On low-volume-plastic-bodied-British-sports-cars Top Gear, Jeremy and Richard battled it out to find the best shed-built supercar in the UK, James took a look at a truly enormous Cadillac and comedian, actor and all-round nice chap Alan Davies got to grips with was our reasonably priced car.
Hammond looked at the TVR 350C, which is yet another hairy-chested, plastic missile from the maverick, Blackpool-based manufacturer. It was pretty hard finding another car that could keep up, so in the end we didn't bother and raced it against a Harrier Jump-Jet instead.
Jeremy prefers his plastic, British sports cars with the engine in the middle and therefore championed the new Noble. Richard wasn't convinced, so they tried to settle the argument with a typically mature game of Top Trumps.
As a final decider, both cars were handed over to Top Gear's tame racing driver, the Stig, for a flying lap round our test track. The times were very close, but in the end the Noble managed a faster and much tidier lap. Jeremy, as always, was magnanimous in victory and repeatedly called Hammond a loser while doing a little dance.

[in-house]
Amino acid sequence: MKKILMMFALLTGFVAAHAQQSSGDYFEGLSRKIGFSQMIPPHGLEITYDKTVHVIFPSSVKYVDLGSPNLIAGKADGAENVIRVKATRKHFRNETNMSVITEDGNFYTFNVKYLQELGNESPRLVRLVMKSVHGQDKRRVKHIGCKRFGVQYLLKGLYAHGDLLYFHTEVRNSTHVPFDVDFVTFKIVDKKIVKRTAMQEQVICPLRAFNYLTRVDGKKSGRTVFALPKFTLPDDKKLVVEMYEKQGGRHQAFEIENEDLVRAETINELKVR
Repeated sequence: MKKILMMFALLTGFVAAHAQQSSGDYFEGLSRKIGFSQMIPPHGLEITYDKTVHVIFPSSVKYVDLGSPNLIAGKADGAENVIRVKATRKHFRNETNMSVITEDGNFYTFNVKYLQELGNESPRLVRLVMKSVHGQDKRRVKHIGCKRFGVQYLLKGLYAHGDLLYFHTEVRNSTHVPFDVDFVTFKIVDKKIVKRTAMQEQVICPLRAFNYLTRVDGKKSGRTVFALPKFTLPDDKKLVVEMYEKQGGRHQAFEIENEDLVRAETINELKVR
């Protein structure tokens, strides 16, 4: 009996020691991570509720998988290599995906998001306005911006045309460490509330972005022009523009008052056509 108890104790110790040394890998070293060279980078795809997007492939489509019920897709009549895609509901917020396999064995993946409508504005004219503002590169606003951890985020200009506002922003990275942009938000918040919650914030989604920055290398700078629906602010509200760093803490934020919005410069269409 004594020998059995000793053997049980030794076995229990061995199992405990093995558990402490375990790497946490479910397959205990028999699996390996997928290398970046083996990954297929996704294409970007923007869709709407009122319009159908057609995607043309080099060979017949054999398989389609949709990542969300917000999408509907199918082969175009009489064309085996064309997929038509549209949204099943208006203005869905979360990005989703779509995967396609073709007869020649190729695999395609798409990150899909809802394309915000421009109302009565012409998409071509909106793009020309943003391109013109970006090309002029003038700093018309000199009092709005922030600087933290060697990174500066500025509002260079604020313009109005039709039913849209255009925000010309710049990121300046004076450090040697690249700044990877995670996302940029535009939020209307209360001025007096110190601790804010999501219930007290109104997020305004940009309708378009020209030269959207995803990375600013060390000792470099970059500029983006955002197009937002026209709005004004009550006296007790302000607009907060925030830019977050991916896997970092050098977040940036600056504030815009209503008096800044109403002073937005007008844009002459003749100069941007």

Later in the programme, Jeremy tested the astonishing new Phaeton, which is Volkswagen's first foray into the world of high-end luxury saloons. He revealed that VW's MD gave the Phaeton's designers a number of extraordinary rules for the car, including one that states the windows must never become fogged up with condensation. Jeremy immediately took this as a challenge and disappeared into the Phaetons capacious rear with a young lady to make things steamy. Before you all go running to Points of View, we should explain that all Clarkson did was boil a kettle and make a nice cup of tea for his new lady friend.
Keeping with the luxury car theme, James May looked at the jaw-dropping new Cadillac 16 concept. A car with a bonnet long enough to compensate for even the smallest, erm, ego.Source: